Satsumas Ripening Across the Coast

Satsumas Ripening Across the Coast

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Have you had a juicy satsuma lately? It’s that time of the year. The delicious citrus fruit is ripe and ready, and easy to find here on the Gulf Coast. News 5 stopped by a local orchard and met a man who's had a lot of experience with satsumas. 

There's a picture postcard orchard just off of Highway 64 in Baldwin County. As the November sun was shining, we learned this is where Wilson Williams has been making his living for nearly 40 years. We caught up with Wilson while he was working on a big order for some fresh fruit. His crop of satsumas came in a little ahead of time this year.

Wilson told us, “This year they got ripe early so we started selling.”

As the name satsuma suggests, this fruit is probably Japanese in origin. Satsuma was the name of a province at the southern tip of Japan that now makes up part of the island of Kyushu. But they have a long history in Alabama. Groves just like this one started way back in the 1700's.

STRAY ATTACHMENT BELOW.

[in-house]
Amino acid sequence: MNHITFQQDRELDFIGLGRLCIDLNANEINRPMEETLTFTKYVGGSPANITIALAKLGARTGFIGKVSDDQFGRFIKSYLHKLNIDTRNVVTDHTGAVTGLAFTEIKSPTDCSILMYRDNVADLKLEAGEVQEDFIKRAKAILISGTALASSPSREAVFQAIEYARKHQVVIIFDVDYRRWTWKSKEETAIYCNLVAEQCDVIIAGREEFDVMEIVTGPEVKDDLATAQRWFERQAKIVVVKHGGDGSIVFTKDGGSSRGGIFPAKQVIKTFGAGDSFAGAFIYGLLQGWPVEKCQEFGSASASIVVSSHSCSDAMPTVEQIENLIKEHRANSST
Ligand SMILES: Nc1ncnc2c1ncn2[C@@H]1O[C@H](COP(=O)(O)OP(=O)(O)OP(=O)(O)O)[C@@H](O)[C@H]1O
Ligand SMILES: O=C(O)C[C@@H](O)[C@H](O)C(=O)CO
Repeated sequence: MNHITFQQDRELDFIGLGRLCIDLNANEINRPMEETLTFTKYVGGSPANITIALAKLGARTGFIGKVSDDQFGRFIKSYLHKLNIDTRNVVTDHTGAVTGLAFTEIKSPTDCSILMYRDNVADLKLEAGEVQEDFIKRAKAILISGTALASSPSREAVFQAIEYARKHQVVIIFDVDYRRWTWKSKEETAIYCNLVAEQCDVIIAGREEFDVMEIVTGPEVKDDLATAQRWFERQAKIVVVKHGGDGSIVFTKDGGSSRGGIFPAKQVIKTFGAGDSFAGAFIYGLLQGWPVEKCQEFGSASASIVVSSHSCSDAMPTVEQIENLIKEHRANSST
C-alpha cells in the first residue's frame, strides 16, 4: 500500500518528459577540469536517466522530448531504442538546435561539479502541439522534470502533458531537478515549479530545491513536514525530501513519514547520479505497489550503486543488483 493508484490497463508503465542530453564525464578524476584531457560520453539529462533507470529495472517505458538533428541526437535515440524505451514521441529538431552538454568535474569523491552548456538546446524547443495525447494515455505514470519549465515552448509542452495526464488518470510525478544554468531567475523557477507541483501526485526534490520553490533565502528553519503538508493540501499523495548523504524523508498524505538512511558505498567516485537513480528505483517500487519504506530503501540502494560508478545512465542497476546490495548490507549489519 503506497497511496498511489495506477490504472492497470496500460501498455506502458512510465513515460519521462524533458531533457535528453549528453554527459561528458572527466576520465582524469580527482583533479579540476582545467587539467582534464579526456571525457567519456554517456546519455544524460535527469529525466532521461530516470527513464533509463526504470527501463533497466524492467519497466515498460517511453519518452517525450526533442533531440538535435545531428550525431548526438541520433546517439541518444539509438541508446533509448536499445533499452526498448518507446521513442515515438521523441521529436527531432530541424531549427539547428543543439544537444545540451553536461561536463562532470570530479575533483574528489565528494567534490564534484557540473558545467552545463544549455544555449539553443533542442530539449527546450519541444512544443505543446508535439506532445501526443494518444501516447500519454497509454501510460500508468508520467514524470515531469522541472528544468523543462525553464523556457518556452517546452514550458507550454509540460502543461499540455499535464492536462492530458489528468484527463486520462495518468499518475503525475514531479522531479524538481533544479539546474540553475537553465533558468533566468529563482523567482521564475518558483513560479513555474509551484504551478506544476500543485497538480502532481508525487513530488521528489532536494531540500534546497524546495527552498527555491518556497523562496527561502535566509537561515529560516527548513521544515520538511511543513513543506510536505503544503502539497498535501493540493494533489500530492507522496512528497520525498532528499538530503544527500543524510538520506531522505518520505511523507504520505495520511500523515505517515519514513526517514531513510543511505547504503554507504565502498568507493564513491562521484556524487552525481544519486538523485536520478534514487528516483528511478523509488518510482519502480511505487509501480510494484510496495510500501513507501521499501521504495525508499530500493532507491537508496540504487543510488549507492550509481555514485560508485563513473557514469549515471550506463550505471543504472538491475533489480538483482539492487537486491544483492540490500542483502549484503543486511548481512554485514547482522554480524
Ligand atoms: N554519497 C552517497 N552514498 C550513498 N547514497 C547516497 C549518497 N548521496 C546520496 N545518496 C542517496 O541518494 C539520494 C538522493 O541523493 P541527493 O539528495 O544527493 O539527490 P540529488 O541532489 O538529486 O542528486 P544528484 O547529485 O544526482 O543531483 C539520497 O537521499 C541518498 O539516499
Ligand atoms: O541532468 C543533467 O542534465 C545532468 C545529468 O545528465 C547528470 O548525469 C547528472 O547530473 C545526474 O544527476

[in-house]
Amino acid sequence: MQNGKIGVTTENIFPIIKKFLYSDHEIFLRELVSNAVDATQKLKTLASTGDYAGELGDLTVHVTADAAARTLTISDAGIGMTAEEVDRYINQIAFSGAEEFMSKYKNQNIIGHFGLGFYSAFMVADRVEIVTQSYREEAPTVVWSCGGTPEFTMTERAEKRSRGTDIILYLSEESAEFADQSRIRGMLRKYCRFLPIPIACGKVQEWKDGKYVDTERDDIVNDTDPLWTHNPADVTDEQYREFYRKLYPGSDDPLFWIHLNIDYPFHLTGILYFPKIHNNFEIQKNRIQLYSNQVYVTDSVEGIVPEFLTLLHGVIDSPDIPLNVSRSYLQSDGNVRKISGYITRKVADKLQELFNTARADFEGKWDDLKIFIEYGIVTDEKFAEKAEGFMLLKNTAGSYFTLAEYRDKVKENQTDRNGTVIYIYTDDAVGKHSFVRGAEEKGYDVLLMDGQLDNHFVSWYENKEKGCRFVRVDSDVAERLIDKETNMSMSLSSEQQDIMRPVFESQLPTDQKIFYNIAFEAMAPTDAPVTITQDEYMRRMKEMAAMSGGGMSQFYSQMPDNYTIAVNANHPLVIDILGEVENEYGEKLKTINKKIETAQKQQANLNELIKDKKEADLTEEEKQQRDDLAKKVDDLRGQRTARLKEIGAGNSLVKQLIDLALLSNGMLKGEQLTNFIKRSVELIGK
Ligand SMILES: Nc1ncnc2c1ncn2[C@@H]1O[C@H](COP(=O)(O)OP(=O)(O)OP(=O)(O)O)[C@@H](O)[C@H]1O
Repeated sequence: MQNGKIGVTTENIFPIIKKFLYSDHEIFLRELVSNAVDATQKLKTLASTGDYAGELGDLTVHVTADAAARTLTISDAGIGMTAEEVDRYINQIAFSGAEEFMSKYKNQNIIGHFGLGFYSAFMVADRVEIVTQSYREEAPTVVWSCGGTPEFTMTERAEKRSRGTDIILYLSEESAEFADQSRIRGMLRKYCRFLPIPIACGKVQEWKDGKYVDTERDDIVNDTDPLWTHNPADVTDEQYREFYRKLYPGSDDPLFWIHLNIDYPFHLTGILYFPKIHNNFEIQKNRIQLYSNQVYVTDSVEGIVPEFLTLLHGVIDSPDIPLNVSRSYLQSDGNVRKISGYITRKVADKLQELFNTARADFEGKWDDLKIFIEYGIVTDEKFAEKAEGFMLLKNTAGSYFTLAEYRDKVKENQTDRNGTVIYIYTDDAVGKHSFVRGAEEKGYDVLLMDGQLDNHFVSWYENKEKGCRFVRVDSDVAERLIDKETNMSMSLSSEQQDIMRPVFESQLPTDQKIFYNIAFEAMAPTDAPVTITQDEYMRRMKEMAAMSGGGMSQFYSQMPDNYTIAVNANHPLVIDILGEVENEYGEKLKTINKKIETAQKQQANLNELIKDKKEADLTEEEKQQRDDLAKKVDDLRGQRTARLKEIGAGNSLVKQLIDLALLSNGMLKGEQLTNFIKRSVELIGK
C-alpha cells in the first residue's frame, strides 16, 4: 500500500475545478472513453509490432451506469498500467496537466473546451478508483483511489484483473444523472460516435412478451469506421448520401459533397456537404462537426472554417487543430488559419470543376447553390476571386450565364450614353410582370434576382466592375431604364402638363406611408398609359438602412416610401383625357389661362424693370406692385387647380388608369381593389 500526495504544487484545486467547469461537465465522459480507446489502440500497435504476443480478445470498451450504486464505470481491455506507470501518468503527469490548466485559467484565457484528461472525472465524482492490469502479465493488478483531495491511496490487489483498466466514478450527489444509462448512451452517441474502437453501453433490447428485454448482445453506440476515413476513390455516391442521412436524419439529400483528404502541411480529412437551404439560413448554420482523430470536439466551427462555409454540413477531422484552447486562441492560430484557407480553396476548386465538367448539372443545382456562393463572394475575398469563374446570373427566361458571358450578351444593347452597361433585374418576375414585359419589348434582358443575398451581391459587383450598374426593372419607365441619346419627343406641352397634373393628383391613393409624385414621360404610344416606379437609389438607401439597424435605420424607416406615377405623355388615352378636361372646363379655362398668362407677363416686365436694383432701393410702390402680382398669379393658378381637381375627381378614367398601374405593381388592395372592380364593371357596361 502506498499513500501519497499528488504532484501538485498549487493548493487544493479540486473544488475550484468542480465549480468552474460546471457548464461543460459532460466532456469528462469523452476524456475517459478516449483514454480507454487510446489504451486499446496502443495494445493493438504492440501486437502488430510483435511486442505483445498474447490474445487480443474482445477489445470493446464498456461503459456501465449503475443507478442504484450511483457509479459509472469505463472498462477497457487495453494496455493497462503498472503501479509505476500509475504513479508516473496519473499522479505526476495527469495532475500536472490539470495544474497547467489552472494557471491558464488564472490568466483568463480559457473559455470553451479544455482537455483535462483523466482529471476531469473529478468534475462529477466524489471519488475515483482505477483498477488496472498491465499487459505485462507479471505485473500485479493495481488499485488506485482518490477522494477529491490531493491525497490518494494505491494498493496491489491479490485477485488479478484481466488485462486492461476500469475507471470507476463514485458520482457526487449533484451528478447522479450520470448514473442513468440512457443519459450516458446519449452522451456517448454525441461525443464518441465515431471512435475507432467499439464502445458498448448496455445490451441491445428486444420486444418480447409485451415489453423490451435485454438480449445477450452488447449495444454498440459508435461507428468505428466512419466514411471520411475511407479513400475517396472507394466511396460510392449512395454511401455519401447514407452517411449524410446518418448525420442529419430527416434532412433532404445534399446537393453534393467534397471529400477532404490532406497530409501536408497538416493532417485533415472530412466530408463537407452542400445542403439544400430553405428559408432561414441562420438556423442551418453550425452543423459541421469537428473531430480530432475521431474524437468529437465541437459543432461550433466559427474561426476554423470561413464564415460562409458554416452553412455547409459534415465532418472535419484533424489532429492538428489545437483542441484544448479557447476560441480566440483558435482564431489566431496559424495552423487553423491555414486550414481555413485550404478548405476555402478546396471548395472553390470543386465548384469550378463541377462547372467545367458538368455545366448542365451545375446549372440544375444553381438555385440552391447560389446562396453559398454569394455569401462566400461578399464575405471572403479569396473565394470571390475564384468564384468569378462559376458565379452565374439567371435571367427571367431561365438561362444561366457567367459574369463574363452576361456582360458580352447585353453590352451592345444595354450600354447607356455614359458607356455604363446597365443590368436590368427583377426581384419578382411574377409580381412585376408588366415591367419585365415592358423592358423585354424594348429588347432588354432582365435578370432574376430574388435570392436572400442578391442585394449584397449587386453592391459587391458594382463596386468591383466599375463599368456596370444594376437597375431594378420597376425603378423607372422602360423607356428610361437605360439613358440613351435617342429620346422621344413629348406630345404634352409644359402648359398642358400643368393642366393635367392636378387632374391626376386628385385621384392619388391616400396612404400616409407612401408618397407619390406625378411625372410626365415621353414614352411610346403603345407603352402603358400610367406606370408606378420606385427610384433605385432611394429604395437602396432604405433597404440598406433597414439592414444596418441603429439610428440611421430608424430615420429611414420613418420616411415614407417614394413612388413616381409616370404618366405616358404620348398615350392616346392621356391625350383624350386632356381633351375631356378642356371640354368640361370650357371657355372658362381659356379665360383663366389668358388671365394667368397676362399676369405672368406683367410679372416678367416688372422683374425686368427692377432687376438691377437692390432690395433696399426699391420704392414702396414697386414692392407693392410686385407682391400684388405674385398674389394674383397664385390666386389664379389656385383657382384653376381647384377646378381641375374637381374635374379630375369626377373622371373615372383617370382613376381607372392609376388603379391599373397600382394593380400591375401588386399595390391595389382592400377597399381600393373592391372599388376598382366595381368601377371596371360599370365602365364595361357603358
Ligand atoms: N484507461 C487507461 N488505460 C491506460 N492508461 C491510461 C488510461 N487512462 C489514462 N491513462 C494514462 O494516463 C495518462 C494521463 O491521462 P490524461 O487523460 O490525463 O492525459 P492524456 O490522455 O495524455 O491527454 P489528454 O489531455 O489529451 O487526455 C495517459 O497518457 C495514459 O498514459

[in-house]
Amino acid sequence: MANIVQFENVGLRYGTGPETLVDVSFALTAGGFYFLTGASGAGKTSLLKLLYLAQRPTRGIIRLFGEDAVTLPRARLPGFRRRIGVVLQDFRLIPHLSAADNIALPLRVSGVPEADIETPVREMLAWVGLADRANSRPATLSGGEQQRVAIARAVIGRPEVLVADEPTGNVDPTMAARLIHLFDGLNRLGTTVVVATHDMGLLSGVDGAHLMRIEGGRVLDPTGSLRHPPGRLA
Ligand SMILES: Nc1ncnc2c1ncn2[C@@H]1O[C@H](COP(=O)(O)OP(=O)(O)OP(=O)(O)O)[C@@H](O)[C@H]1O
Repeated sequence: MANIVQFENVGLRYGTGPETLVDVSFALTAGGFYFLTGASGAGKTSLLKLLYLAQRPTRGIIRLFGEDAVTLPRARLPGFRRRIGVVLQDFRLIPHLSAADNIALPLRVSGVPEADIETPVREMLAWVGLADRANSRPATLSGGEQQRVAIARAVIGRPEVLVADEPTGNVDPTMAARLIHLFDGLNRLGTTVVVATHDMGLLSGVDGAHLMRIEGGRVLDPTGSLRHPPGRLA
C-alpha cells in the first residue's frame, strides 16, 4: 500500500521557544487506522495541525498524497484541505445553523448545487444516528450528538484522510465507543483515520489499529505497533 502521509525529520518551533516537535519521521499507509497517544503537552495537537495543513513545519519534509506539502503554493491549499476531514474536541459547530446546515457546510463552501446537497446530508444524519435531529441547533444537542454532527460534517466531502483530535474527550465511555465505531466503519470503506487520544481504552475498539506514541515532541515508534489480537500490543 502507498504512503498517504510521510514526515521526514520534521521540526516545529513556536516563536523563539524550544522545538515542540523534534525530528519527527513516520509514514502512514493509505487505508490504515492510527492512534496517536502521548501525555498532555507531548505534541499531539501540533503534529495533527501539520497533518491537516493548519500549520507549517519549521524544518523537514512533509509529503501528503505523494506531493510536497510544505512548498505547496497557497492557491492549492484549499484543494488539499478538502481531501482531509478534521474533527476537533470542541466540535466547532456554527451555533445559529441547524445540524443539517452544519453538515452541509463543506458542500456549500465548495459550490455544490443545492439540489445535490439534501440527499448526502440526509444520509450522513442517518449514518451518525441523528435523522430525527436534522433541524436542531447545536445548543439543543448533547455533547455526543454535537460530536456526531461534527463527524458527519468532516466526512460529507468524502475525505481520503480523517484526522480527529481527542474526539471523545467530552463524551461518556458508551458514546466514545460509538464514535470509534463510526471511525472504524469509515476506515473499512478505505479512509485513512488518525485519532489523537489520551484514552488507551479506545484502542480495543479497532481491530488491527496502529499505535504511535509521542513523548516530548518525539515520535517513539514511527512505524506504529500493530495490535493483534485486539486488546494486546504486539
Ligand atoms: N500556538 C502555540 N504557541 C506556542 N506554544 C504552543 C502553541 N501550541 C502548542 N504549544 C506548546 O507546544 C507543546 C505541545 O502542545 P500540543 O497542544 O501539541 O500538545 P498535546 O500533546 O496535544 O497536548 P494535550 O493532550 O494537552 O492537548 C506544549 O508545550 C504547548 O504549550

Cold air marks the end of the growing season for many crops, wilson told us his satsumas may last well into January or February before they're gone. Satsumas are the hardiest commercial citrus fruit when it comes to withstanding cold weather. Satsuma trees can withstand temperatures down to 15 degrees. But they're delicate in other ways - and do not withstand rough handling very well.

“If you don't get cold weather they won't sweeten up. You’ve got to have cold weather.”

It seems people aren't the only ones interested in Wilson’s crop.

“We used to plant peas and all out here, but deer starting eating them up so we quit planting them. So we put satsuma trees out here. Now they're eating the satsumas.”

We finished up our report as Wilson finished up this shipment of fruit is on its way to Birmingham. It seems for some, life is still pretty sweet on the farm.

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